Anyone attempting to follow my Monday Message Challenge last semester probably noticed that I didn’t do such a great job. I completed a few of the first tips of the semester, and then basically stopped writing anything about it. In the spirit of wellness and letting myself make mistakes, I’m not going to offer excuses or beat myself up about this, but I am going to try again! This time I’ll be slightly less ambitious – I recognize that there may be weeks when the tip isn’t easy for me to do, or when I have too much other stuff going on, but when possible, I’ll still be trying our weekly wellness tips, and posting about it here!
This month’s theme is Move Well, Be Well, so we’re offering a variety of tips for integrating movement into your daily life. I’ve always enjoyed exercise, but it’s typically one of the first things to go when my schedule gets too hectic. Deciding not to work out on any given day can definitely free up more time for studying (or Well-Woman blogging!) but it also tends to leave me with less energy and focus, and I don’t get to do something I genuinely enjoy.
This week, our tip was all about setting SMART goals – as in Specific, Measurable, Attainable, Realistic, and Timely. We suggested trying to commit to doing a fitness activity three times this week, and checking in at the end of the week to see what worked (or didn’t!) about your strategy. This semester, my SMART (if I do say so myself) strategy has been to take it day by day. Every morning, I go over my schedule for the day, and try to find a block of time that I could spend in the Barnard Weight Room. If I really don’t have a free hour on any given day, or don’t feel up to working out, I don’t beat myself up about it. I do prioritize getting there a little more for the rest of the week, though! I also always make sure to give myself some weekly days off regardless of my schedule, so I don’t feel too overwhelmed. Generally, I like to have an ideal number of days in mind at the beginning of the week, so I can take stock of whether I got there or not.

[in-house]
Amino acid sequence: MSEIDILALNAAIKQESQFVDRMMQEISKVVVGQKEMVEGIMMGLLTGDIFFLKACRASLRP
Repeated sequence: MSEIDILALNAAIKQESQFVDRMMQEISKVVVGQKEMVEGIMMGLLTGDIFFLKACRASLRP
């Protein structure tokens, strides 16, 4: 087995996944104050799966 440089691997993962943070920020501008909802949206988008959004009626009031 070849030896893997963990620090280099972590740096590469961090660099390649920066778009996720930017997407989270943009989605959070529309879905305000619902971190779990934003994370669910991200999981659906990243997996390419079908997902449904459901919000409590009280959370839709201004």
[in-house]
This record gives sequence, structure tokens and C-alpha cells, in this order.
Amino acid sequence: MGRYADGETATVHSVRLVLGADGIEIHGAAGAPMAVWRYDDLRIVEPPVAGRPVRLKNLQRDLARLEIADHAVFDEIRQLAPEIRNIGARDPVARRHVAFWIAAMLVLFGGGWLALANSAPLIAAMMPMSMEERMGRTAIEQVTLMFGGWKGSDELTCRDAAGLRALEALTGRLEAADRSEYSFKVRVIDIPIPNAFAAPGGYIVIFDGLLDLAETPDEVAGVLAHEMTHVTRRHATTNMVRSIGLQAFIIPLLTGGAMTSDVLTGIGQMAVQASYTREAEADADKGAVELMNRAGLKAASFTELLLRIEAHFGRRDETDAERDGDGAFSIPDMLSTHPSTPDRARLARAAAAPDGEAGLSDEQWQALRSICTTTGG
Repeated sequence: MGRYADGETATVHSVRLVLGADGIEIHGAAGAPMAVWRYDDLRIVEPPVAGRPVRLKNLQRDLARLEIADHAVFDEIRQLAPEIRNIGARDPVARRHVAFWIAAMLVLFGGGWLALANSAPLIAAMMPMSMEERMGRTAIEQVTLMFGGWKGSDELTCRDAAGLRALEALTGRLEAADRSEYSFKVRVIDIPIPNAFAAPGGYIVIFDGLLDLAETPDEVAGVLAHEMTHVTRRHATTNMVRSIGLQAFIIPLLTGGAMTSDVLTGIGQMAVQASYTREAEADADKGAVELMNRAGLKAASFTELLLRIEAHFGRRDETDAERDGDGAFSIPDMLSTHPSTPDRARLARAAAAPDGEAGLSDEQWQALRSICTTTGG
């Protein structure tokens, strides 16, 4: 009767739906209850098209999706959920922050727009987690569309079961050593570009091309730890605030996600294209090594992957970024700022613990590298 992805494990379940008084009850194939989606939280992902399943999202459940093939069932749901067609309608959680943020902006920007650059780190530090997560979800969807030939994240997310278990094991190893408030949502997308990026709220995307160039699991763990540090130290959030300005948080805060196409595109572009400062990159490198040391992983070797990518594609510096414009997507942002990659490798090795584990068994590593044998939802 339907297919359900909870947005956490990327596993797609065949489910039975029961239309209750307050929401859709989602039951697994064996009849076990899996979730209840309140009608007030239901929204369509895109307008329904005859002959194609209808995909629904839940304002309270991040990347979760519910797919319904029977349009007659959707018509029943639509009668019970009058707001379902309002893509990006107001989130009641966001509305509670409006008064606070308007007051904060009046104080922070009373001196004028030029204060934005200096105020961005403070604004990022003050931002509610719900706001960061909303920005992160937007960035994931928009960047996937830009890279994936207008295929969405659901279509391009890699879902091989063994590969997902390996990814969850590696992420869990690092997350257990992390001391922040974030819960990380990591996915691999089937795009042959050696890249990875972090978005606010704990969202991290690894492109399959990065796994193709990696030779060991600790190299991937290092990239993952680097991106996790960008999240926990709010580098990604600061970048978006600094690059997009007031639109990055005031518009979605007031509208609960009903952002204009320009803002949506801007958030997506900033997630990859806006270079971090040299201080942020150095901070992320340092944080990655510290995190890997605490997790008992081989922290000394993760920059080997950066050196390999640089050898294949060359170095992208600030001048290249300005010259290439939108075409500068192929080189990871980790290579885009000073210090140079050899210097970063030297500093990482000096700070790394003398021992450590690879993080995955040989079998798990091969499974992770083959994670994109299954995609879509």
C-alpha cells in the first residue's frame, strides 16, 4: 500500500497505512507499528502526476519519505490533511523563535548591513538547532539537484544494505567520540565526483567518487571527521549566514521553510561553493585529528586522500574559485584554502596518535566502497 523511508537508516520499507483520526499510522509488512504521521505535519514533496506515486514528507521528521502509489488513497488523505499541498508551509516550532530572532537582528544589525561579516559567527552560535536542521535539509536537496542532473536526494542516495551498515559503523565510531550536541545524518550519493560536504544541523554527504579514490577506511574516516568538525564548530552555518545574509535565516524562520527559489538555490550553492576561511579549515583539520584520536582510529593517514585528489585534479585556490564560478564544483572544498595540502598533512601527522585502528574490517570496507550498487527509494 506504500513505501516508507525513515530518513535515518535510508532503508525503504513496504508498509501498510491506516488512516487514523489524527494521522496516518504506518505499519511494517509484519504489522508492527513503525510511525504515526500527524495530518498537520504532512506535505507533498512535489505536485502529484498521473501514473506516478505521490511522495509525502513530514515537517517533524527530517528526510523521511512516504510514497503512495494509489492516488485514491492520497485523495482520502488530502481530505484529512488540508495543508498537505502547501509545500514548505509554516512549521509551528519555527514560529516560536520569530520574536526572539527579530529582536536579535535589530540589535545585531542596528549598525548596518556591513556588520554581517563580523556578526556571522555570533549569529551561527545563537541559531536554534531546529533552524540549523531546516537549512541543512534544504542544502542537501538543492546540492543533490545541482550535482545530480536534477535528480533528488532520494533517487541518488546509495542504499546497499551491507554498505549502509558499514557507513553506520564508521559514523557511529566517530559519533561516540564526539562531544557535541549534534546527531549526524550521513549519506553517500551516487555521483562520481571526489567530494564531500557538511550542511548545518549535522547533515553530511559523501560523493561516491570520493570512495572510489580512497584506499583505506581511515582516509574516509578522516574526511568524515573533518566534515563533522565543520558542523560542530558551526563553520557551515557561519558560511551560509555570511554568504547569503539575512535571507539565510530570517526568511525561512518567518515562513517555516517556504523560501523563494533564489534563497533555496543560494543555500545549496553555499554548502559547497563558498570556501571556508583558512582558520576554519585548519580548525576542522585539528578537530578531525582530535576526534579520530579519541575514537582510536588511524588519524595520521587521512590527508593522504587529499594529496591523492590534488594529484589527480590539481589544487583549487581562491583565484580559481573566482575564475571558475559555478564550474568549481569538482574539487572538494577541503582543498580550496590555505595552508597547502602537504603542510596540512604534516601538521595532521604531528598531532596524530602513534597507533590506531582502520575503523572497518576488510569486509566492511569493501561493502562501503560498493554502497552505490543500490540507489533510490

This week, and this semester in general, I’ve found that this strategy has really worked for me! It’s very specific (find a time that works each day, and go to the Barnard Weight Room) and measurable (did I do it today? How many times did I go this week?). For me, it’s also been attainable and realistic – I live close to the Weight Room, and I can usually find a block of time to head over there a few times a week if I’m consciously thinking about it. One other thing that’s really worked for me is trying new varieties of physical activity. Until this semester, my workouts tended to be very cardio-focused, which got a little monotonous. Lately I’ve been adding more strength training – it may not be everyone’s cup of tea, but I think it’s really fun, which is definitely helping to motivate me.
It’s important to remember that there are a variety of things that can make it harder or easier for people to incorporate movement into their lives. Although I’m busy, I’m fortunate to have a schedule with several large blocks I can easily convert into gym time. Additionally, as a Barnard student, I have access to exercise equipment without paying additional fees, and gym memberships or classes can be prohibitively expensive for a lot of people. Some people also have complicated relationships with exercise because of struggles with body image or any number of other, very fraught issues. We shouldn’t shame anyone for their decision to exercise or not, but if getting more exercise is a priority for you, trying to set concrete and realistic goals is a great way to make it happen!